Sure I had just visited Death Valley a couple of weeks eralier, but is it possible for a person to bask in the golden light in that endless landscape, or gaze up at those infinite stars too often?
This image was captured only steps from one of the most popular viewpoints in Death Valley National Park, yet I've never seen photos taken from this perspective. Of course I had to descend a slot canyon and climb down a 12' dry waterfall, then find another way out after dark... but having gotten out, I now know the easier and safer way to get there!
Heavy morning frost on Eureka Dunes. The dunes are among the tallest in the United States, yet they are isolated enough from the rest of the park that I've never seen a Death Valley photography tour that visits them, even though the site is one of the most photogenic in the park.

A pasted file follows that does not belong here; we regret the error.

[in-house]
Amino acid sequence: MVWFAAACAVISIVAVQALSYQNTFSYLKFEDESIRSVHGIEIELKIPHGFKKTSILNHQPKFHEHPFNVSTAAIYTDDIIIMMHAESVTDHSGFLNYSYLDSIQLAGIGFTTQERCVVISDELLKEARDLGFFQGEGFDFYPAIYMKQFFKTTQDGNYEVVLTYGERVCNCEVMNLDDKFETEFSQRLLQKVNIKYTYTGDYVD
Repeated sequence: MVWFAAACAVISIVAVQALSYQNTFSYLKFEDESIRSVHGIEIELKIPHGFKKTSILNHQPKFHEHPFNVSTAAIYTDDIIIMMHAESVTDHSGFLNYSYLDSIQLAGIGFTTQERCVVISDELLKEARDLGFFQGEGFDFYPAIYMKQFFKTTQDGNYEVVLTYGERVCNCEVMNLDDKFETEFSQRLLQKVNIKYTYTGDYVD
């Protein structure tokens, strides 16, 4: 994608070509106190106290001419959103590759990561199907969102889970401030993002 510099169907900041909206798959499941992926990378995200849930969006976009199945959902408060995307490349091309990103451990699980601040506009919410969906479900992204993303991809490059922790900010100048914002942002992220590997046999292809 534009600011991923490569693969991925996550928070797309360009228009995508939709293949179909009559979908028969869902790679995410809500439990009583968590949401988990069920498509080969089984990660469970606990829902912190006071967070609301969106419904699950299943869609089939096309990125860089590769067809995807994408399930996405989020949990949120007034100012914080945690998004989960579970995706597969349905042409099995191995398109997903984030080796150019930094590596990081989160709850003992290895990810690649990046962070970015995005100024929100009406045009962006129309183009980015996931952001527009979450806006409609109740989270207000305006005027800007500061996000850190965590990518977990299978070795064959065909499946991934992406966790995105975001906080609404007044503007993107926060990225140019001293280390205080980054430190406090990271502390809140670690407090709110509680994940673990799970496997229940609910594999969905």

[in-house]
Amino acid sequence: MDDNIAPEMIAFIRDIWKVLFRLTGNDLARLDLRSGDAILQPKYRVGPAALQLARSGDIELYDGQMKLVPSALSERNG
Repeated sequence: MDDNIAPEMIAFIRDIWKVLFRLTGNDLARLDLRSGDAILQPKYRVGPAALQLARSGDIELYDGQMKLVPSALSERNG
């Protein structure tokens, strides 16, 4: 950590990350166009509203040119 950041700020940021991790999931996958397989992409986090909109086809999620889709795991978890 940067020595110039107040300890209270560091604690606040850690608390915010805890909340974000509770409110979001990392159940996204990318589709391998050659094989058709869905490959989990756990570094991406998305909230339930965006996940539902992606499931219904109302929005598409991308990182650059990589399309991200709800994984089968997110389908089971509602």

A jet from China Lake Naval Air Weapons Station approaches the campground at Eureka Dunes in Death Valley roughly 150 feet off the ground.
I often see these kinds of layered dune patterns in sandstone in Utah and Arizona, but this time I found them in sand dunes, before they've turned to stone!
Kids will help you find arches in the Alabama Hills.
Kids will also demonstrate the best use for arches in the Alabama Hills.
This was an exposure of nearly 4.5 minutes giving the clouds that soft, streaking look, and at f/22, giving the moon the star effect.
I don't yet have dates nailed down to offer a Death Valley tour this year, but if you're interested in going, contact me and we may be able to work something out. I'll probably be visiting in March when wildflowers will add color to the park's incredible landscapes. Most photography tours to Death Valley don't visit the Eureka Dunes or The Racetrack, arguably the two best sites in Death Valley. I can't imagine visiting the park without them!